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If a problem X reduces to a problem Y is the opposite reduction also possible? Say

X = Given an array tell if all elements are distinct

Y = Sort an array using comparison sort

Now, X reduces to Y in linear time i.e. if I can solve Y, I can solve X in linear time. Is the reverse always true? Can I solve Y, given I can solve X? If so, how?

By reduction I mean the following:

Problem X linear reduces to problem Y if X can be solved with:
a) Linear number of standard computational steps.
b) Constant calls to subroutine for Y.
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Asked on CS beta. Answer is NO. cs.stackexchange.com/questions/11687/… –  Bruce May 1 '13 at 16:52

3 Answers 3

Assuming I understand what you mean by reduction, let's say that I have a problem that I can solve in O(N) using an array of key/value pairs, that being the problem of looking something up from a list. I can solve the same problem in O(1) by using a Dictionary.

Does that mean I can go back to my first technique, and use it to solve the same problem in O(1)?

I don't think so.

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I clarified what reduction means –  Bruce Apr 30 '13 at 19:43

Suppose I can solve a problem A in constant time O(1) but problem B has a best case exponential time solution O(2^n). It is likely that I can come up with an insanely complex way of solving problem A in O(2^n) ("reducing" problem A to B) as well but if the answer to your question was "YES", I should then be able to make all exceedingly difficult problems solvable in O(1). Surely, that cannot be the case!

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To be clear, A is reducible to B? –  Bruce Apr 30 '13 at 19:38
    
Sure, you can reduce easy problems to hard ones. That's not the tricky part. I'll edit my answer to clarify. –  BlackVegetable Apr 30 '13 at 19:40

Given the example above:

You can determine if all elements are distinct in O(N) if you back them up with a hash table. Which allows you to check existence in O(1) + the overhead of the hash function (which generally doesn't matter). IF you are doing a non-comparison based sort:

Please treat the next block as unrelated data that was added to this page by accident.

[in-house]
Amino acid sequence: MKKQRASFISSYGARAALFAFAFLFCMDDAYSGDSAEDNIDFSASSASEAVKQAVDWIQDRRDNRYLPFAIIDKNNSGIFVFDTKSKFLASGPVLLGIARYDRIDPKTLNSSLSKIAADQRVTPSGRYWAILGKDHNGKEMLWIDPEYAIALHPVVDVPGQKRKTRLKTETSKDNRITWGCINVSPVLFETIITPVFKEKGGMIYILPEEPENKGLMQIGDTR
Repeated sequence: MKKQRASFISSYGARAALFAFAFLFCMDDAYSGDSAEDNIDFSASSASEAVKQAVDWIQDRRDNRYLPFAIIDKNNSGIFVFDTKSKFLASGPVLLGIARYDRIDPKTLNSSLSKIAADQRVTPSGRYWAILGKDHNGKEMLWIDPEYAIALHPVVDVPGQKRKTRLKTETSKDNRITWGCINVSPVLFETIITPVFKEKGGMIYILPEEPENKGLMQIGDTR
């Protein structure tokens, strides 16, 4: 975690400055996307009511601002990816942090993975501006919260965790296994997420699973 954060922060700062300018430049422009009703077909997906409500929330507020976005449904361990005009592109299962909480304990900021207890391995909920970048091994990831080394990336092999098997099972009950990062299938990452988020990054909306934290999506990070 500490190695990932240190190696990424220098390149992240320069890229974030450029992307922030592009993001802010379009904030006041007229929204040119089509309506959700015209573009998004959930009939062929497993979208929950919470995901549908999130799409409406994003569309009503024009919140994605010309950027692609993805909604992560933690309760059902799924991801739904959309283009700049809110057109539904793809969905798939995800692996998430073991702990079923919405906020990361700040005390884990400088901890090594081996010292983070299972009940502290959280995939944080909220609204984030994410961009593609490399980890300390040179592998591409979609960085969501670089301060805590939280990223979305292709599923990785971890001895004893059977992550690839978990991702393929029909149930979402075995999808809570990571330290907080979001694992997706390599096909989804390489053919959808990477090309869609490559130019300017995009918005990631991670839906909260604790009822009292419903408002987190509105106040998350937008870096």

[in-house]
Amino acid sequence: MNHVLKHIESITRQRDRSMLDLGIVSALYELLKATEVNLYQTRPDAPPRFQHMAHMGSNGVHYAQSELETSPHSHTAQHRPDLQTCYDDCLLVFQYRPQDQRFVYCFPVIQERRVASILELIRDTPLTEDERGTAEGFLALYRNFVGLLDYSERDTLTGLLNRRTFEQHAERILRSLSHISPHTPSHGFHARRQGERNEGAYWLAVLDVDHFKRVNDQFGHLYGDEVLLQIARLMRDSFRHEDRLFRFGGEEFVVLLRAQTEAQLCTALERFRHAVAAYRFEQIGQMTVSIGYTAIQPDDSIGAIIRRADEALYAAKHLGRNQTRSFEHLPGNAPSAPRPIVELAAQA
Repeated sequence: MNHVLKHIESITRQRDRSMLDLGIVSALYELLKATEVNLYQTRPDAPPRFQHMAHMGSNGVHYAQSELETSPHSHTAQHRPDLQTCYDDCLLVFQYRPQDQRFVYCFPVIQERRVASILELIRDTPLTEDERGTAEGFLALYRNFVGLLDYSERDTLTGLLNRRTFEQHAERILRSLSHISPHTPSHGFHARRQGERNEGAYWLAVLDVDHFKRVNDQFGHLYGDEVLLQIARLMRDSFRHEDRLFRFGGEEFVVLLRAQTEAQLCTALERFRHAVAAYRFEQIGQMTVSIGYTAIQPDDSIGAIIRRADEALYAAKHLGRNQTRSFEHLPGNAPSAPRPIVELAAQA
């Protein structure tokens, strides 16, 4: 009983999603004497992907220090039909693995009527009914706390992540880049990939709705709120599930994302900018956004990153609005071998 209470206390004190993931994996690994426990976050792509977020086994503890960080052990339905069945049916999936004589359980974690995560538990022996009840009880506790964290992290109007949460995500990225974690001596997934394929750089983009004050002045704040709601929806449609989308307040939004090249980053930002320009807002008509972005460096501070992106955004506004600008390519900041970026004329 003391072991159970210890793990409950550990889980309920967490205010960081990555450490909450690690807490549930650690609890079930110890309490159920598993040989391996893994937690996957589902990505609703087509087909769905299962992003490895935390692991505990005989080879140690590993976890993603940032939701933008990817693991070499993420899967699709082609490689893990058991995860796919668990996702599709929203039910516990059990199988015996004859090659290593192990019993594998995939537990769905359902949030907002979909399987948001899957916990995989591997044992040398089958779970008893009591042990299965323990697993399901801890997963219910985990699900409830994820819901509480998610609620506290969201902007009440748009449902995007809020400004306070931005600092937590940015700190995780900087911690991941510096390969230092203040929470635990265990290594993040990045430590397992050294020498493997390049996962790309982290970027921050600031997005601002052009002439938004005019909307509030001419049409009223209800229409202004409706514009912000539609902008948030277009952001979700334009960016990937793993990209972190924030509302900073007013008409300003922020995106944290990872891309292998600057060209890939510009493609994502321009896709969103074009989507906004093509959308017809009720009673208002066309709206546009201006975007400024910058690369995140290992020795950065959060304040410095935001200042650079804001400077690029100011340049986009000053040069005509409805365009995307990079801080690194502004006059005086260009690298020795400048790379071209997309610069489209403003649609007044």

sorting algorithm list

Specialized sort that is linear:

For simplicity, assume you're sorting a list of natural numbers. The sorting method is illustrated using uncooked rods of spaghetti: For each number x in the list, obtain a rod of length x. (One practical way of choosing the unit is to let the largest number m in your list correspond to one full rod of spaghetti. In this case, the full rod equals m spaghetti units. To get a rod of length x, simply break a rod in two so that one piece is of length x units; discard the other piece.)

Once you have all your spaghetti rods, take them loosely in your fist and lower them to the table, so that they all stand upright, resting on the table surface. Now, for each rod, lower your other hand from above until it meets with a rod--this one is clearly the longest! Remove this rod and insert it into the front of the (initially empty) output list (or equivalently, place it in the last unused slot of the output array). Repeat until all rods have been removed.

So given a very specialized case of your problem, your statement would hold. This will not hold in the general case though, which seems to be more what you are after. It is very similar to when people think they have solved TSP, but have instead created a constrained version of the general problem that is solvable using a special algorithm.

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Time and space complexity are interchangeable in many cases. Adding space can normally help reduce time. That's why in such problems it's usually stated (or implied) that additional space complexity is O(1) –  icepack Apr 30 '13 at 19:40
    
@icepack Really? Do you have a source for this? I would like to read further regarding O(1) considerations of space complexity. –  BlackVegetable Apr 30 '13 at 19:42
    
@BlackVegetable I had never heard of that either, but maybe IEEE papers omit it? –  Woot4Moo Apr 30 '13 at 19:43
    
@BlackVegetable This stems out of complexity classes (en.wikipedia.org/wiki/Complexity_class) - note it's not about time or space but about resources. As a private example, additional space is what actually reduces the time complexity of bucket-sort and alike. –  icepack Apr 30 '13 at 19:48

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